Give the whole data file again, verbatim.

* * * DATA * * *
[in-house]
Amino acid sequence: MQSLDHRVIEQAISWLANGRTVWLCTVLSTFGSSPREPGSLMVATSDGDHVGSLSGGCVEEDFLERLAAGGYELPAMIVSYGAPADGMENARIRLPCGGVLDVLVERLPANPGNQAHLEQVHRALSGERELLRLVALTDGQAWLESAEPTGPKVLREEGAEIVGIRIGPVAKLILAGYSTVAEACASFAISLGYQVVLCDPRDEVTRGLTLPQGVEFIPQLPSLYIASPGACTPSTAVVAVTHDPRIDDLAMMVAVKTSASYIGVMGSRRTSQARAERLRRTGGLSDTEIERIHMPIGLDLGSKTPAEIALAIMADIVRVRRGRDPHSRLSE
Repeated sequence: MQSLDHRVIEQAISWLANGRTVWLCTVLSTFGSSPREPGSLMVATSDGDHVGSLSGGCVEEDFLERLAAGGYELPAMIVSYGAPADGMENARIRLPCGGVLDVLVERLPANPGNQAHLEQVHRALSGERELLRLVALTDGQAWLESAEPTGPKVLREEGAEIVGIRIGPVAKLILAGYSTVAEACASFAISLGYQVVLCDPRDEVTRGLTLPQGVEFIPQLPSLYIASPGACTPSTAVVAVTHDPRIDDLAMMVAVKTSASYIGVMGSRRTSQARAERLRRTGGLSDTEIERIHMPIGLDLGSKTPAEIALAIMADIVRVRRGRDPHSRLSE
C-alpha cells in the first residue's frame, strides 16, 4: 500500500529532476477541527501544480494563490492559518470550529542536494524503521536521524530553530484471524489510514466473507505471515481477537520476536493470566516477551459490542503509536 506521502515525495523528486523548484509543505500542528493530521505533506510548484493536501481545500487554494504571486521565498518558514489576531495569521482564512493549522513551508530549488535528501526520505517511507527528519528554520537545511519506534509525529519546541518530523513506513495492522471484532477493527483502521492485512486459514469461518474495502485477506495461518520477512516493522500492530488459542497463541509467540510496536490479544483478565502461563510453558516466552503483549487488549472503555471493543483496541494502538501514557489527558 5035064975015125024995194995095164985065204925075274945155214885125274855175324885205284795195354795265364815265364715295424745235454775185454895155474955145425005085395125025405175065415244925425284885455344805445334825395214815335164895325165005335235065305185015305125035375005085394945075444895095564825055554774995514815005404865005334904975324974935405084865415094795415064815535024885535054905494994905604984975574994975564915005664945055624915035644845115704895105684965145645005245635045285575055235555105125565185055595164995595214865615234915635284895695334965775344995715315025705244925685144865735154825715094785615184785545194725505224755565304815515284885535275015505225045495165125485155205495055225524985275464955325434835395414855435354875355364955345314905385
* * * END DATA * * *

[in-house]
Amino acid sequence: MQSLDHRVIEQAISWLANGRTVWLCTVLSTFGSSPREPGSLMVATSDGDHVGSLSGGCVEEDFLERLAAGGYELPAMIVSYGAPADGMENARIRLPCGGVLDVLVERLPANPGNQAHLEQVHRALSGERELLRLVALTDGQAWLESAEPTGPKVLREEGAEIVGIRIGPVAKLILAGYSTVAEACASFAISLGYQVVLCDPRDEVTRGLTLPQGVEFIPQLPSLYIASPGACTPSTAVVAVTHDPRIDDLAMMVAVKTSASYIGVMGSRRTSQARAERLRRTGGLSDTEIERIHMPIGLDLGSKTPAEIALAIMADIVRVRRGRDPHSRLSE
Repeated sequence: MQSLDHRVIEQAISWLANGRTVWLCTVLSTFGSSPREPGSLMVATSDGDHVGSLSGGCVEEDFLERLAAGGYELPAMIVSYGAPADGMENARIRLPCGGVLDVLVERLPANPGNQAHLEQVHRALSGERELLRLVALTDGQAWLESAEPTGPKVLREEGAEIVGIRIGPVAKLILAGYSTVAEACASFAISLGYQVVLCDPRDEVTRGLTLPQGVEFIPQLPSLYIASPGACTPSTAVVAVTHDPRIDDLAMMVAVKTSASYIGVMGSRRTSQARAERLRRTGGLSDTEIERIHMPIGLDLGSKTPAEIALAIMADIVRVRRGRDPHSRLSE
C-alpha cells in the first residue's frame, strides 16, 4: 500500500529532476477541527501544480494563490492559518470550529542536494524503521536521524530553530484471524489510514466473507505471515481477537520476536493470566516477551459490542503509536 506521502515525495523528486523548484509543505500542528493530521505533506510548484493536501481545500487554494504571486521565498518558514489576531495569521482564512493549522513551508530549488535528501526520505517511507527528519528554520537545511519506534509525529519546541518530523513506513495492522471484532477493527483502521492485512486459514469461518474495502485477506495461518520477512516493522500492530488459542497463541509467540510496536490479544483478565502461563510453558516466552503483549487488549472503555471493543483496541494502538501514557489527558 5035064975015125024995194995095164985065204925075274945155214885125274855175324885205284795195354795265364815265364715295424745235454775185454895155474955145425005085395125025405175065415244925425284885455344805445334825395214815335164895325165005335235065305185015305125035375005085394945075444895095564825055554774995514815005404865005334904975324974935405084865415094795415064815535024885535054905494994905604984975574994975564915005664945055624915035644845115704895105684965145645005245635045285575055235555105125565185055595164995595214865615234915635284895695334965775344995715315025705244925685144865735154825715094785615184785545194725505224755565304815515284885535275015505225045495165125485155205495055225524985275464955325434835395414855435354875355364955345314905385